5. 1.5. The Rugby Metamodel
      1. 1.5.1. Domain, Hierarchy, and Abstraction
        1. Hierarchy
        2. Abstraction
        3. Domain
    6. 1.6. Domains
      1. 1.6.1. Computation
        1. Transistor and Logic Gate Level
        2. The Instruction Set Level
        3. The algorithmic level
        4. System Functions and Relations
      2. 1.6.2. Data
      3. 1.6.3. Time
      4. 1.6.4. Communication
    7. 1.7. Notation
    8. 1.8. Design Methods and Methodology
      1. 1.8.1. Design phases
      2. 1.8.2. Design and Synthesis
      3. 1.8.3. Analysis
    9. 1.9. Case Study: A Design Project
      1. 1.9.1. Requirements Definitions
      2. 1.9.2. System Model
      3. 1.9.3. Software: The C Model
      4. 1.9.4. Software: The Assembler Model
      5. 1.9.5. Hardware: The VHDL Model
      6. 1.9.6. Hardware: Synthesized Netlist
      7. 1.9.7. Discussion
    10. 1.10. Further Reading
    11. 1.11. Exercises
  7. Two. Behavior and Concurrency
    1. 2.1. Models for the Description of Behavior
    2. 2.2. Finite State Machines
      1. 2.2.1. Basic Definition
      2. 2.2.2. Nondeterministic Finite State Machines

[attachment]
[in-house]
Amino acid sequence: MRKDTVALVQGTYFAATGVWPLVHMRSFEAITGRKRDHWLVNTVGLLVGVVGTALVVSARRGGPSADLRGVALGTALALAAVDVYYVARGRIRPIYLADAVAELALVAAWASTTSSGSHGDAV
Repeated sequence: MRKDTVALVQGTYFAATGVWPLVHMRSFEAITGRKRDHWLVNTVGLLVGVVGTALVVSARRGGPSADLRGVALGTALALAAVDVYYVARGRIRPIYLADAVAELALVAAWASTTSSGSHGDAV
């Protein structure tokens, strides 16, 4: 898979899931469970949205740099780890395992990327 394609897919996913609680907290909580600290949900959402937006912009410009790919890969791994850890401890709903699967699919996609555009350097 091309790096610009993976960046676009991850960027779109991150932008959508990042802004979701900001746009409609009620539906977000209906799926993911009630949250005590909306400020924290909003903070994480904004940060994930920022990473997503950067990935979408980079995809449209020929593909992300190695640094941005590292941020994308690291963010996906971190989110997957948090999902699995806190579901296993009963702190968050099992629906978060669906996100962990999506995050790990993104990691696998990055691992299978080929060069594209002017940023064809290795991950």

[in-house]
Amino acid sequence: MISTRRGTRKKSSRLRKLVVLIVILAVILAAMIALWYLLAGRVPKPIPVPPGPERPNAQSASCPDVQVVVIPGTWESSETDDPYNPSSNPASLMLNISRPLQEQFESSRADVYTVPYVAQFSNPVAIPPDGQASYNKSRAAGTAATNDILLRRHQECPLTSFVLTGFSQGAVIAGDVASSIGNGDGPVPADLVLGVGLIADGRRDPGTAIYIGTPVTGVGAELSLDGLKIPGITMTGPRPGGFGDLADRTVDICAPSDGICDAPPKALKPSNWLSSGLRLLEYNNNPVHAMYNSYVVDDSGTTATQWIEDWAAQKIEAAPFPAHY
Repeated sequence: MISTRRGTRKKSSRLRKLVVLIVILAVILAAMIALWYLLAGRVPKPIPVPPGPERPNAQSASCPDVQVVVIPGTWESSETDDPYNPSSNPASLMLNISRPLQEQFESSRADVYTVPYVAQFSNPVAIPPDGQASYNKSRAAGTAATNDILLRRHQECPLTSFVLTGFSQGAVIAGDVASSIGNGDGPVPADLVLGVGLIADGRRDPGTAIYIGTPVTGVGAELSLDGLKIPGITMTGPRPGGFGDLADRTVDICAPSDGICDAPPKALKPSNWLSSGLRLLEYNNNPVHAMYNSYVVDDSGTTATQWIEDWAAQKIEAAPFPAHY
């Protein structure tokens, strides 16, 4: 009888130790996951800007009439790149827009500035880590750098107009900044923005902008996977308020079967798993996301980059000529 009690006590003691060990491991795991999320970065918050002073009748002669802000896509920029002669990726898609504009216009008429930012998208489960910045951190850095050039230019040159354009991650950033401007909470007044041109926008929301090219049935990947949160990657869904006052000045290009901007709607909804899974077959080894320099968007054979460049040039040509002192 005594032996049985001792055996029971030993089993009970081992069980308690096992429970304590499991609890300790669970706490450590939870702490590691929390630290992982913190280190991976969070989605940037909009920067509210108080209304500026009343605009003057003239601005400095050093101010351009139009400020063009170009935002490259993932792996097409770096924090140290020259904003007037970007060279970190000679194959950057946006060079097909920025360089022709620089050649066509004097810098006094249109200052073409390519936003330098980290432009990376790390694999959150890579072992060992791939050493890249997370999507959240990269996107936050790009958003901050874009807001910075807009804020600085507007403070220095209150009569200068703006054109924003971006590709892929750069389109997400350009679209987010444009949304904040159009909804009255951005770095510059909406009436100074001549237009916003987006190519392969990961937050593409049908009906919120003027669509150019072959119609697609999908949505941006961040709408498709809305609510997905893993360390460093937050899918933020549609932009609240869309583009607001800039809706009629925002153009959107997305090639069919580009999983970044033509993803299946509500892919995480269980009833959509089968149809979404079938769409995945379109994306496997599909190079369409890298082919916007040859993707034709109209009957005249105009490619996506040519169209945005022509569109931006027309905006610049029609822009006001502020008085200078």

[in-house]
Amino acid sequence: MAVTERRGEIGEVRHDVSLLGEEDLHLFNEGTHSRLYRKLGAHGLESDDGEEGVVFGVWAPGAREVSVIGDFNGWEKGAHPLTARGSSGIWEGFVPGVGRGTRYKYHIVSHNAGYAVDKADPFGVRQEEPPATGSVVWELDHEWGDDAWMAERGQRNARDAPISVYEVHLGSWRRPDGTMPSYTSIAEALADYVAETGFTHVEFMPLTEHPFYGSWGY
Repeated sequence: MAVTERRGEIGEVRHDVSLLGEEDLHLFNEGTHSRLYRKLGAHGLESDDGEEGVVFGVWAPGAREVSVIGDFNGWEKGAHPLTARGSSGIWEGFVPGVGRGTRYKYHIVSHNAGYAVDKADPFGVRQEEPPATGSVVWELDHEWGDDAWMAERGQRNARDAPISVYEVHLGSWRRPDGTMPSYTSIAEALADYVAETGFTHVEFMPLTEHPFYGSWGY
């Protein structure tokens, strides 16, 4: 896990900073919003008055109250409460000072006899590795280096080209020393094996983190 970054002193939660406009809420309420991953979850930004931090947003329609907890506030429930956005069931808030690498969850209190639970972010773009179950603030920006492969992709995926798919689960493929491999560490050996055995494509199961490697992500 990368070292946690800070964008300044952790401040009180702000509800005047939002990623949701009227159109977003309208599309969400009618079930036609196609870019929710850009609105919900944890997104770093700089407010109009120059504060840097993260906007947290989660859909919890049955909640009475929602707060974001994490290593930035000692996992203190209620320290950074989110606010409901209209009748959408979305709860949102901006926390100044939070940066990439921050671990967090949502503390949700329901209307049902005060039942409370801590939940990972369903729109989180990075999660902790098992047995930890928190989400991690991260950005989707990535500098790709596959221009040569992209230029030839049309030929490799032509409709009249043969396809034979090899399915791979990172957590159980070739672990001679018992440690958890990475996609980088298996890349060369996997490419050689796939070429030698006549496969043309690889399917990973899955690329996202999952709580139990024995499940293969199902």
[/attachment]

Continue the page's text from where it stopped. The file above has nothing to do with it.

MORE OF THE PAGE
3. 2.2.3. Finite State Machines with ∊-Moves
      4. 2.2.4. State Aggregation
      5. 2.2.5. Regular Sets and Expressions
      6. 2.2.6. Finite State Machines with Output
      7. 2.2.7. Finite State Machine Extensions
    3. 2.3. Petri Nets
      1. 2.3.1. Inputs and Outputs
      2. 2.3.2. Petri Nets and Finite State Machines
      3. 2.3.3. Modeling Templates
        1. Sequence and Concurrency
        2. Fork and Join
        3. Conflict
        4. Mutual Exclusion
        5. Producer/Consumer Relationship
        6. Dining Philosophers
      4. 2.3.4. Analysis Methods for Petri Nets
        1. Boundedness
        2. Conservation
        3. Liveness
        4. Reachability and Coverability
        5. Persistence
      5. 2.3.5. The Coverability Tree
        1. Safeness and Boundedness
        2. Conservation
        3. Coverability
        4. Limitations
    4. 2.4. Extended and Restricted Petri Nets
    5. 2.5. Further Reading
    6. 2.6. Exercises
  8. Three. The Untimed Model of Computation
    1. 3.1. The MoC Framework
    2. 3.2. Processes and Signals
    3. 3.3. Signal Partitioning
    4. 3.4. Process Constructors
    5. 3.5. Process Properties